On the conference call GM's management discussed the opportunity in China, where the market could possibly support 30 million in annual automotive sales by the end of the decade. While China is a bright spot for GM, Latin America has turned into a bit of a problem, as GM is a higher-cost operator than some of its competitors in the region. That is because it has manufacturing facilities located in more expensive areas around Sao Paulo. Management believes that they should be able to cut SG&A expenses by $75-$100MM throughout GMSA. Latin America is an essential market for GM, and the company has invested heavily to introduce and renovate brands in the region, and it hopes those efforts will spur sales growth.
GM is investing heavily in its brands. In North America, 70% of the product lines will be new or redesigned over the course of 2012 and 2013. Cadillac and Chevrolet have been leading the pack in terms of sales growth and momentum from new designs and marketing initiatives. GM expects U.S. light vehicle sales of 14-14.5 million this year, and adjusted-EBIT in North America in Q3 should be fairly consistent with Q1 and Q2. The average age of vehicles on the road continues to be the oldest on record, therefore, there is a tremendous amount of pent up demand, which should continue to spur sales growth over the next several years.
GM ended the quarter with $32.6 billion in automotive cash and marketable securities, and total automotive liquidity of $38.5 billion. Due primarily to retained earnings, GM has grown shareholder equity to $41.6 billion from $38.99 billion on December 31, 2011. The book value of GM's debt is $5.1 billion, and there is $5.5 billion of Series A preferred stock. The U.S. qualified pension plans are underfunded by $12.8 billion at the end of the second quarter, and non-U.S. pensions are underfunded by $11.2 billion at the end of the second quarter. Lastly, the OPEB liability is $7.2 billion.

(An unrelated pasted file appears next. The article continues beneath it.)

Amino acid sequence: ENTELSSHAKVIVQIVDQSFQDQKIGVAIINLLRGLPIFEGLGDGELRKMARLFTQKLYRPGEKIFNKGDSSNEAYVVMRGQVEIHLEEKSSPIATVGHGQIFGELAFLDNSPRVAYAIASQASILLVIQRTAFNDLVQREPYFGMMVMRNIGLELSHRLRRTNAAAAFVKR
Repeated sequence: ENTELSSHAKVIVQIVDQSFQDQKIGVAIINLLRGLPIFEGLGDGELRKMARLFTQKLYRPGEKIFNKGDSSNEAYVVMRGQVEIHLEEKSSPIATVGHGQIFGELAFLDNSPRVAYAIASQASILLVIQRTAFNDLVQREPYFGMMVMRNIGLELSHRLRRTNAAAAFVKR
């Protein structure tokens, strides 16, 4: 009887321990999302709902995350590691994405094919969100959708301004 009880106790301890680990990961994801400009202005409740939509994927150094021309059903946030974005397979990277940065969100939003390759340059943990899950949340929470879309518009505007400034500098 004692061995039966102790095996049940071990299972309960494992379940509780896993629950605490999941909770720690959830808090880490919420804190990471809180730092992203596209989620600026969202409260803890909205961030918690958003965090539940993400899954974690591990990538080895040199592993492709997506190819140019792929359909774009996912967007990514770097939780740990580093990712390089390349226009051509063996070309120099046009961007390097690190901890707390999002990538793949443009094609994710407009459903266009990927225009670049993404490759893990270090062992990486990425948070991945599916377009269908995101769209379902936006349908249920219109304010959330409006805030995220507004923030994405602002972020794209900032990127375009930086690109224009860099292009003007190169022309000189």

While GM's been posting strong profits and strengthening the balance sheet, the stock has performed miserably. At $19.14, GM sits just above its 52 week low of $18.72, with a market cap of $30 billion. Even with its European problems, GM easily has $6-9 billion in normalized earnings power, with upside beyond that. No mandatory U.S. pension contributions are expected until 2017, and GM is taking aggressive steps to reduce the pension shortfall. One of Berkshire Hathaway Inc.'s (BRK.A, BRK.B) investment officers, believed to be Todd Combs, bought a nice slug of the stock around $25 a share, offering investors the opportunity to get in at significantly cheaper prices today.
While economically sensitive stocks like GM seem to be moving primarily with macroeconomic data flows as opposed to business performance, patient investors can use this manic state of affairs as an accumulation period, which will eventually lead to investment profits. It seems like it may take some time for the government to divest itself from its large ownership stake in GM, and European problems are not likely to be resolved in the next year. GM must continue to aggressively resolve the pension concerns, and work towards scraping out more cost savings to offset the weak economic conditions. Once the smoke eventually clears, I'd expect GM's stock to be trading 50-100% higher than current prices several years from now. Investors must be extremely patient. Volatility is to be expected, so an aggressive dollar cost averaging program is advisable.